How do you connect everything on your microcontroller when its ready for production?

I wanted to know how other people are connecting the wires on there microcontroller (for example an ESP32) when it is ready to place it in a casing for production.

When prototyping offcourse you use a breadboard and use dupont cables. But what when you are ready?

Till now I was always using the Wemos Mini D1 boards. These are delivered with no pin headers soldered. So I have soldered pin headers on it for prototyping.

But for the production version I soldered the cables of my sensors/leds/etc directly to the board (a version without pin headers) and place everything in a universal casing like this:

But I’m going to switch to an ESP32 board with already pin headers soldered on it.

Now I have seen that some people are using the dupont (female) cables on the pin headers of the board or use own created multi pins dupont plugs.

Is that a reliable construction for production?

Or do you have to use this kind of PCB where you solder female pin headers on it?

So in short, I’m curious how others do this for a production version since I don’t find much about this on the internet.

I always (at least try to) use the perfboard proto-typing board that you show above for all of my production projects.

Soldered wires will always be better than push in connectors.

But I also use the female headers and screw terminals on things I might need to replace at some point.

So external sensor connections get screw terminals. My NodeMCU boards get female pin headers to plug into. all of the other internal wiring connections get soldered.

I personally use soldered sockets and headers on the microcontroller and break out the connections I need on a perfboard. Connections that remain like temperature sensors in the case can use dupont connectors, for the rest I use USB for 5V parts or screw terminals.
This way I can deploy th board easily and, whats more important, I can swap out the microcontroller in case I need a reflash from USB or the board is broken thx to myself.
Also I solder on the left of the board the female part and on the right the male part. That way I cant mix up the direction in one way. Its origin is a mistake tho, but I kept using it this way.

Okay thanks for sharing your way of doing it.

You mention screw terminals for sensor connections. I’m wondering what sort of screw terminal setup you’re using?

I’m looking at building out a number of (different) ESP controllers in project boxes, which will be wired to external sensors. But trying to figure out how to connect the sensor cable runs into the ESP box. I think some sort of screw terminal (on outside of box?) would be really nice. Any ideas for what to use?

I make a PCB for my projects. They are cheap, but the shipping by standard post takes a few weeks. (Don’t blame China- it’s delayed in US Customs). I use, almost exclusively, the Wemos D1 Mini in my projects, but I will probably try using the ESP32 soon. One recommendation is that you ALWAYS socket the Wemos.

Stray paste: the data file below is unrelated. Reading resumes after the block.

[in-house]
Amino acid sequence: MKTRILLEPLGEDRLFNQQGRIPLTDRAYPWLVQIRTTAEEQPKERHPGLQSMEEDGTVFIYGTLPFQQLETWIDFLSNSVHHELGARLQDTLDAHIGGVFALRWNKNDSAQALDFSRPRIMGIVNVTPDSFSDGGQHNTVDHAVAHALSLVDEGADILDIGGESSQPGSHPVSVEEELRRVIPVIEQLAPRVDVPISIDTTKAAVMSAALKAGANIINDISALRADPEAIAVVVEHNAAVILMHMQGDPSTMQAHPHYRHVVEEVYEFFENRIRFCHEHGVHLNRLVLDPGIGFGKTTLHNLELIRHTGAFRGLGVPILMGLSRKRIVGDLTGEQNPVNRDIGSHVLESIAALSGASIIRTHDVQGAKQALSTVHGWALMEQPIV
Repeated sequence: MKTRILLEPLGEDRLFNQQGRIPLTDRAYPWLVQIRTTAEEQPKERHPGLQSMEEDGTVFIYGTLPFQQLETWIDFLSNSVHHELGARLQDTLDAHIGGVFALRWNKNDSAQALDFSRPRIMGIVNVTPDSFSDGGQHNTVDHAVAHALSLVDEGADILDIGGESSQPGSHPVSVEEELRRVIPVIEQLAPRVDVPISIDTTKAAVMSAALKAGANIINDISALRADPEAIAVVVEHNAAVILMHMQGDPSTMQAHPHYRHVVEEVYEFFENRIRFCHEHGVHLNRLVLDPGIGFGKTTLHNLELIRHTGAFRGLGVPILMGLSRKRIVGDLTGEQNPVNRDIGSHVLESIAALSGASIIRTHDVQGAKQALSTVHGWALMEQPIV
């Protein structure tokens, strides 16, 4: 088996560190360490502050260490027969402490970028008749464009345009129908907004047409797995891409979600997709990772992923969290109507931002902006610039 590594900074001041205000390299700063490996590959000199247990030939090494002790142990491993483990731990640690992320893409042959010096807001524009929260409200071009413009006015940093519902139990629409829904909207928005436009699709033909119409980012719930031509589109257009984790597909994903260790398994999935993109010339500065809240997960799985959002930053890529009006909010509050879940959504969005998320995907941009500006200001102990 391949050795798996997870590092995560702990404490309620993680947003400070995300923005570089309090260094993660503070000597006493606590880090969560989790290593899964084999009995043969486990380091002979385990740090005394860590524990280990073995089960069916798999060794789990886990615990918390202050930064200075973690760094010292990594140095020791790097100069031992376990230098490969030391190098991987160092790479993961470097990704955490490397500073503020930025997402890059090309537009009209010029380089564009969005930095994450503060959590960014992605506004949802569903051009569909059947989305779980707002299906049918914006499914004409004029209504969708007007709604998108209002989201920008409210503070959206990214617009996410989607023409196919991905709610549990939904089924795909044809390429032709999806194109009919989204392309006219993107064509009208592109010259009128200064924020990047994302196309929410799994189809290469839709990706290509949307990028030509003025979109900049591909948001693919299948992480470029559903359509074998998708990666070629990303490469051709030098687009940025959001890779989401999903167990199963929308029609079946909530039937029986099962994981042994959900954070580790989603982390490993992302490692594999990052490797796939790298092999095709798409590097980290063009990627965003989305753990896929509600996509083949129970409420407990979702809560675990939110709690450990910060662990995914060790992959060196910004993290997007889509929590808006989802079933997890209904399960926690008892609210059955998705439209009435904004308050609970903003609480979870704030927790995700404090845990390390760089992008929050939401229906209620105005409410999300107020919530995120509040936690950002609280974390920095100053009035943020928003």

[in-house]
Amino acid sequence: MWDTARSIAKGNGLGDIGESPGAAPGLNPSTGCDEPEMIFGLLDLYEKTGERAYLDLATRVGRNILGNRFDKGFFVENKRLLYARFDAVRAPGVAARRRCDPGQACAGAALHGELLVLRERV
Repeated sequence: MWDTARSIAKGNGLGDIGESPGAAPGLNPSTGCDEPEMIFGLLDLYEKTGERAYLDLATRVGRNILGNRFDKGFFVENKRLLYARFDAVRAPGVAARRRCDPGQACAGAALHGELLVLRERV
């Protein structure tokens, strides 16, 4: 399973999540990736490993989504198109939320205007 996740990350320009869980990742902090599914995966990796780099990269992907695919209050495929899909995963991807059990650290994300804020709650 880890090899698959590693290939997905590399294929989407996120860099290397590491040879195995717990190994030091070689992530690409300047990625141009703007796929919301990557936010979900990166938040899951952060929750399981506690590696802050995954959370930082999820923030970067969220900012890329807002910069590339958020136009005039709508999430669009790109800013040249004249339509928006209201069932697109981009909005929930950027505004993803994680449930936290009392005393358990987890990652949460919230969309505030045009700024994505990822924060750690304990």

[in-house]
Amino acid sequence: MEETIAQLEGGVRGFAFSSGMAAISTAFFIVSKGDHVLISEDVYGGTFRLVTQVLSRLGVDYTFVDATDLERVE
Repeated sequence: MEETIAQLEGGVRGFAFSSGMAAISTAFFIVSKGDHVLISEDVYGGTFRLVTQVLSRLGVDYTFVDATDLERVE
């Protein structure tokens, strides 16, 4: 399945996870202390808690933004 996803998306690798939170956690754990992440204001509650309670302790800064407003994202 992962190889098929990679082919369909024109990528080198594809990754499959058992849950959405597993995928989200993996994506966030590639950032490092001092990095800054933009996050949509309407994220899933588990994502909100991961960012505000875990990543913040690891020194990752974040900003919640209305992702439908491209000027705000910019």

Im using these kind:ück,5mm,Blau,2/dp/B07Z7NTWXT/ref=sr_1_5?keywords=screw+terminal&qid=1673049034&sprefix=screw+t%2Caps%2C144&sr=8-5
But most of the time my cases are made for mains installations including kind of seals through which i route the cables. I solder them directly to the PCB and have any wires connected inside. The only exception i have is a temp sensor that has a pin header, which goes directly through the seal and is plugged in with a dupont extension.
Depends on where yoju deploy them, it makes sense to have the screw terminals extending out of the case - but in my design, that comes to my mind with this approach youll need to print them with a 3d printer. Those nodes would come handy in like a wiring cabinet or on DIN rails.

The specs of those screw connectors scare me for mains power.
They are similar to the terminals on the Sonoff Mini and I have seen them overheat when they get loose over time.

brute force :fist_right:

Everything is related with what you define as production.

If you want something minimally professional custom PCB. They are supercheap in chinese manufacturers.

Even for prototyping I use custom PCB due to their low cost and reliability.

What kind of software do you use to create your custom pcb? Where do you order the custom pcbs?

I have never created one by myself but I want also create my own custom pcbs. I’m going to change to ethernet boards instead of wifi boards. Those ethernet boards costs more money so I want to solder pin header on those boards and female pin header on a custom pcb.

So it is much easier to change them when they are damaged. I don’t know if i have to solder the wires to the custom pcb or that I have to use some screw terminals.

I use Altium as I am professional. KiCad is for free and it is super good enough for most of the hobbist and not adavanced professional projects.

PCBway works well for me.

Okay thanks I will take a look at it.

I’m not concerned about handling mains power. In fact, that capability is overkill for my needs-- I’m looking for a way to connect low-voltage wiring into my project boxes, like door-open sensors, temp sensors, etc. Ideal would be something mounted on outside of box, not having to route wires into the box, but just screw onto a terminal strip or something on outside of box.

Am strongly considering bulkhead-mounted RJ-45 connectors, but would be a little more pain to do cable termination into RJ-45 plugs than into screw terminals.

I just dont do mains wiring. Im not qualified for that and have no rights to do so. I just use normal phone chargers or, when i need 5v and 12v an old atx psu